The point of my original question was if we substituted closed cell foam for the cellulose in the "outer" wall and replaced the air barrier with spray foam to include the wall plates, but still kept the cellulose in the "inner" wall plus the 1" cavity, would we run into any unforeseen issues.

  8. Expert Member
    Dana Dorsett | | #8

    Wood is still as thermally conductive when surrounded by R7/inch foam as it is when surrounded by R3.9/inch cellulose. The laws of physics are self-enforcing.

    Without doing 3-D modeling of the problem to get more significant digits of accuracy...

    With 3.5" + 3.5" of R1.2/inch framing timber separated by 1" of R3.9/inch cellulose, you have R8.4 for the wood, R3.9 for the cellulose, R12.3 total for the framing fraction. Without the R3.9 thermal break the framing would be R8.4. The change in heat moving through the thermal bridge is then roughly 1-(R8.4/R12.3)= 0.32, or 32% as a first order of approximation.

    With R7/inch foam instead of cellulose in the 1" gap between inner and outer framing the total R at the framing fraction is R8.4 +R7= R15.4, to the reduction in heat moving through the thermal bridge is then 1-(R8.4/R15.4)= 0.45, or 45%. That's a real improvement from the 32% reduction, but it's still only improving the framing fraction by 45%-32%= 13%.

    There's just not a lot of heat moving through the 7" (R27) of cellulose at center cavity in the first place, so improving the R value at center cavity by 23% isn't as a big change in the total heat flow as improving the R-value at the thermal bridge. At a 20% framing fraction (typical for 24" o.c. framing) the R12.4 thermal bridge is moving a disproportionate fraction of the heat relative to it's proportion of the face area than the R27 cellulose. The 1/R12.4 is a bit more than twice 1/R27, so even though it's 20% of the face area it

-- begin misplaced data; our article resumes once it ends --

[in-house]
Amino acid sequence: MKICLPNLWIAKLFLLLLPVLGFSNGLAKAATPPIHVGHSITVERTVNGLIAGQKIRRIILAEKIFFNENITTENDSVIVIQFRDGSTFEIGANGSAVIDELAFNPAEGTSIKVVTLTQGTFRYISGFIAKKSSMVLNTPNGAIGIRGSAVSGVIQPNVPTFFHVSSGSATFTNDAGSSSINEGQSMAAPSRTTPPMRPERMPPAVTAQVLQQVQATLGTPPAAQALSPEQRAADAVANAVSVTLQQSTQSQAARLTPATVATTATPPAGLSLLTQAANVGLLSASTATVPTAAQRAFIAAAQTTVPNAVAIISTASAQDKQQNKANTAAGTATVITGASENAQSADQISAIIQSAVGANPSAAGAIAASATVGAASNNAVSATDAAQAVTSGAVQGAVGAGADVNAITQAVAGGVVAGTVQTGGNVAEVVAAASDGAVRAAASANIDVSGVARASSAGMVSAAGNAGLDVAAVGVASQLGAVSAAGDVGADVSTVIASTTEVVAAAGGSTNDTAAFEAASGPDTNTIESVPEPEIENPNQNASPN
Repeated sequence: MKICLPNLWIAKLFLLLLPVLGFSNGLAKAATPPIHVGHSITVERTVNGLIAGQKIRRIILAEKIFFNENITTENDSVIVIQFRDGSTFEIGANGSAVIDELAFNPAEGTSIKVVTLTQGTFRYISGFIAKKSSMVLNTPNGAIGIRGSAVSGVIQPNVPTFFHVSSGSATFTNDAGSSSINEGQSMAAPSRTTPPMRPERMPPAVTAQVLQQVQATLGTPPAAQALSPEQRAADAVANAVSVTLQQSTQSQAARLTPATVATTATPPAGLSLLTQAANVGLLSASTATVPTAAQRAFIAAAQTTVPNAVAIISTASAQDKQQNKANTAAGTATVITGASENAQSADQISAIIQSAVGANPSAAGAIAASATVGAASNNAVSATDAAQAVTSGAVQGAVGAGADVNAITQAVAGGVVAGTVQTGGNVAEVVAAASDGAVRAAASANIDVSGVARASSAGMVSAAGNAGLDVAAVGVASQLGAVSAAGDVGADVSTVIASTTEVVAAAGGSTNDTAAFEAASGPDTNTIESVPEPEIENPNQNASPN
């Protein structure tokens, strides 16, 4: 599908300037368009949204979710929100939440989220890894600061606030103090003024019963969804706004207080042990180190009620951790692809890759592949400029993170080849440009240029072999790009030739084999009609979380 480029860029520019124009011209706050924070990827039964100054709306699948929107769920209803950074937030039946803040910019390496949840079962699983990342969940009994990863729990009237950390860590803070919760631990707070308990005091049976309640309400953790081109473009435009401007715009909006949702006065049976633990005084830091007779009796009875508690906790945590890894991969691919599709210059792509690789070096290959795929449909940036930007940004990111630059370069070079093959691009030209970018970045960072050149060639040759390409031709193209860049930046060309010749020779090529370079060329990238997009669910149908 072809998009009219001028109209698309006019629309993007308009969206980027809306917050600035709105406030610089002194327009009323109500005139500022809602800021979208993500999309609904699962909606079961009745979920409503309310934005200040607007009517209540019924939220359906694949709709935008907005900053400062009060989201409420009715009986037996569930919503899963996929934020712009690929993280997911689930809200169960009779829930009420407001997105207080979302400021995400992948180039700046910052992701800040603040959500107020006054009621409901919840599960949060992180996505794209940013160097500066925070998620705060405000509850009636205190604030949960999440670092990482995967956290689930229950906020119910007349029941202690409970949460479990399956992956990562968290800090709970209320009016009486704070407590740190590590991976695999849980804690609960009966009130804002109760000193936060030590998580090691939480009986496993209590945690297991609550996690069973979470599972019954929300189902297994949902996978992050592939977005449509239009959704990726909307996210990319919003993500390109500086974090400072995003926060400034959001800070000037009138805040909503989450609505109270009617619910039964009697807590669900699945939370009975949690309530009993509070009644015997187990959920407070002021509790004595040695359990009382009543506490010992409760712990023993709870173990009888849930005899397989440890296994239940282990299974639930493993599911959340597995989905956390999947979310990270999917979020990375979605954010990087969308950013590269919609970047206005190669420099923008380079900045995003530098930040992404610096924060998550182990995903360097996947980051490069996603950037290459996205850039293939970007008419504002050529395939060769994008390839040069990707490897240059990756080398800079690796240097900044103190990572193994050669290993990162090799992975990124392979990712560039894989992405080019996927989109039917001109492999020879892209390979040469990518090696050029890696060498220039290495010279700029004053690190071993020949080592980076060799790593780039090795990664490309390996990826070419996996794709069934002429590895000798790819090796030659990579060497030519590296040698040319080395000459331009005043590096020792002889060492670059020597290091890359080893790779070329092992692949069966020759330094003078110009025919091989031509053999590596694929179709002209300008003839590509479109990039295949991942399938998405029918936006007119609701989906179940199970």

t's moving as much heat as 40% of the center-cavity area, so roughly 1/3 of the heat flow is still through the framing fraction.

    Due to the disproportionate heat flow per face unit of area, improving that framing fraction by 13% does about as much reduction is heat flow as improving the center-cavity R by 23%, which is why inserting strips of R6.5 polyiso for the 20% framing fraction is a much better bang/buck. It's roughly half the thermal improvement at a small fraction of the cost.

    Nobody is suggesting that this a low performance wall, only that the performance INCREASE from changing the fill for the outer 3.5" with closed cell foam is small, and probably not the best performance return on investment, given the high cost.

    A WUFI simulation would answer the question as to whether changing the outer 3.5" to closed cell foam would create unforeseen issues. But simulating it both ways would also demonstrate the (small) magnitude of the net thermal improvement.

  9. cabinflyer | | #9

    We opted to not go the closed cell spray foam route for several reasons, costs being one of them.
    Thanks for all the comments.